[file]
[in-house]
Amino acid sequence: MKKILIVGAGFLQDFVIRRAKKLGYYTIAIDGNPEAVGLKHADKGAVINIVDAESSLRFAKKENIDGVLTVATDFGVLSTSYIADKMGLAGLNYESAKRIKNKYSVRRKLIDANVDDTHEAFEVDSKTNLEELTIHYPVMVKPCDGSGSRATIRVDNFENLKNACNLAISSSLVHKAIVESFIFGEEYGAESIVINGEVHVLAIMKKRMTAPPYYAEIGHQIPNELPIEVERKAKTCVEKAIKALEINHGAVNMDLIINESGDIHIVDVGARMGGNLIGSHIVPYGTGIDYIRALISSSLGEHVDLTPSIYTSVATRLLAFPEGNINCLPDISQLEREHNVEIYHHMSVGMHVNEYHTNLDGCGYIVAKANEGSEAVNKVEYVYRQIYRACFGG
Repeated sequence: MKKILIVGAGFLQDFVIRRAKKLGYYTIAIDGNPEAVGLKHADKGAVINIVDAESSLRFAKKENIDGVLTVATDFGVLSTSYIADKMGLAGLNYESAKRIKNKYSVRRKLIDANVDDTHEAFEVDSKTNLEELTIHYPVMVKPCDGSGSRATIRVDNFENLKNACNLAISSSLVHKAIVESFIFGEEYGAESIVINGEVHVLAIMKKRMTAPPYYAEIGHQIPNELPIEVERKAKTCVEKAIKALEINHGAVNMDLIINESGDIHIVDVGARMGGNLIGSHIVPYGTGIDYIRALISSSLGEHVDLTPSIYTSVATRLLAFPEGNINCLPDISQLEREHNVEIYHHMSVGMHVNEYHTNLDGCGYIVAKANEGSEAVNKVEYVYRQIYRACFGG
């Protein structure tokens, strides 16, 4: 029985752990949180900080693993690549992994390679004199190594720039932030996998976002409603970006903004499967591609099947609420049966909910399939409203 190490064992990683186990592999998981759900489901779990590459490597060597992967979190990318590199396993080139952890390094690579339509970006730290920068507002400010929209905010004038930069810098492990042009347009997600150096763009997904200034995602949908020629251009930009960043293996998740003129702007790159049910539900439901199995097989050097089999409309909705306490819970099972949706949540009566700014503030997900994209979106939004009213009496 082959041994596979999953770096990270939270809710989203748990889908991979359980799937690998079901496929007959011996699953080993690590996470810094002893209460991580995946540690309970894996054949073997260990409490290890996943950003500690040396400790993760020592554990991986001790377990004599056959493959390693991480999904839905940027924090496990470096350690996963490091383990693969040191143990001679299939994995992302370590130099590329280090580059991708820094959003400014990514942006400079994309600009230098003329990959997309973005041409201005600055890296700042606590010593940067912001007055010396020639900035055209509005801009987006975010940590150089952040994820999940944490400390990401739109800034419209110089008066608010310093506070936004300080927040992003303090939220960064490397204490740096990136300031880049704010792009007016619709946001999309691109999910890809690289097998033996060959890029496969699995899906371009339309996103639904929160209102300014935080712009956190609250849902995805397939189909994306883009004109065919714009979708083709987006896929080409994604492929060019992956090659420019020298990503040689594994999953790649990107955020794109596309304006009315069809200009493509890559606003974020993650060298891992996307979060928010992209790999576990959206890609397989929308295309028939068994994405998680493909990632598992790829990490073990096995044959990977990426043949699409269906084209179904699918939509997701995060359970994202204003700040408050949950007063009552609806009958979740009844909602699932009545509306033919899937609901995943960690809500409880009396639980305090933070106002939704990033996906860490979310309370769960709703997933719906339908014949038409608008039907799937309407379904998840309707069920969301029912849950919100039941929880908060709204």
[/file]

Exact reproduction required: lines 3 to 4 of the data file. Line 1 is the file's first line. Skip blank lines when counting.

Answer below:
Repeated sequence: MKKILIVGAGFLQDFVIRRAKKLGYYTIAIDGNPEAVGLKHADKGAVINIVDAESSLRFAKKENIDGVLTVATDFGVLSTSYIADKMGLAGLNYESAKRIKNKYSVRRKLIDANVDDTHEAFEVDSKTNLEELTIHYPVMVKPCDGSGSRATIRVDNFENLKNACNLAISSSLVHKAIVESFIFGEEYGAESIVINGEVHVLAIMKKRMTAPPYYAEIGHQIPNELPIEVERKAKTCVEKAIKALEINHGAVNMDLIINESGDIHIVDVGARMGGNLIGSHIVPYGTGIDYIRALISSSLGEHVDLTPSIYTSVATRLLAFPEGNINCLPDISQLEREHNVEIYHHMSVGMHVNEYHTNLDGCGYIVAKANEGSEAVNKVEYVYRQIYRACFGG
């Protein structure tokens, strides 16, 4: 029985752990949180900080693993690549992994390679004199190594720039932030996998976002409603970006903004499967591609099947609420049966909910399939409203 190490064992990683186990592999998981759900489901779990590459490597060597992967979190990318590199396993080139952890390094690579339509970006730290920068507002400010929209905010004038930069810098492990042009347009997600150096763009997904200034995602949908020629251009930009960043293996998740003129702007790159049910539900439901199995097989050097089999409309909705306490819970099972949706949540009566700014503030997900994209979106939004009213009496 082959041994596979999953770096990270939270809710989203748990889908991979359980799937690998079901496929007959011996699953080993690590996470810094002893209460991580995946540690309970894996054949073997260990409490290890996943950003500690040396400790993760020592554990991986001790377990004599056959493959390693991480999904839905940027924090496990470096350690996963490091383990693969040191143990001679299939994995992302370590130099590329280090580059991708820094959003400014990514942006400079994309600009230098003329990959997309973005041409201005600055890296700042606590010593940067912001007055010396020639900035055209509005801009987006975010940590150089952040994820999940944490400390990401739109800034419209110089008066608010310093506070936004300080927040992003303090939220960064490397204490740096990136300031880049704010792009007016619709946001999309691109999910890809690289097998033996060959890029496969699995899906371009339309996103639904929160209102300014935080712009956190609250849902995805397939189909994306883009004109065919714009979708083709987006896929080409994604492929060019992956090659420019020298990503040689594994999953790649990107955020794109596309304006009315069809200009493509890559606003974020993650060298891992996307979060928010992209790999576990959206890609397989929308295309028939068994994405998680493909990632598992790829990490073990096995044959990977990426043949699409269906084209179904699918939509997701995060359970994202204003700040408050949950007063009552609806009958979740009844909602699932009545509306033919899937609901995943960690809500409880009396639980305090933070106002939704990033996906860490979310309370769960709703997933719906339908014949038409608008039907799937309407379904998840309707069920969301029912849950919100039941929880908060709204």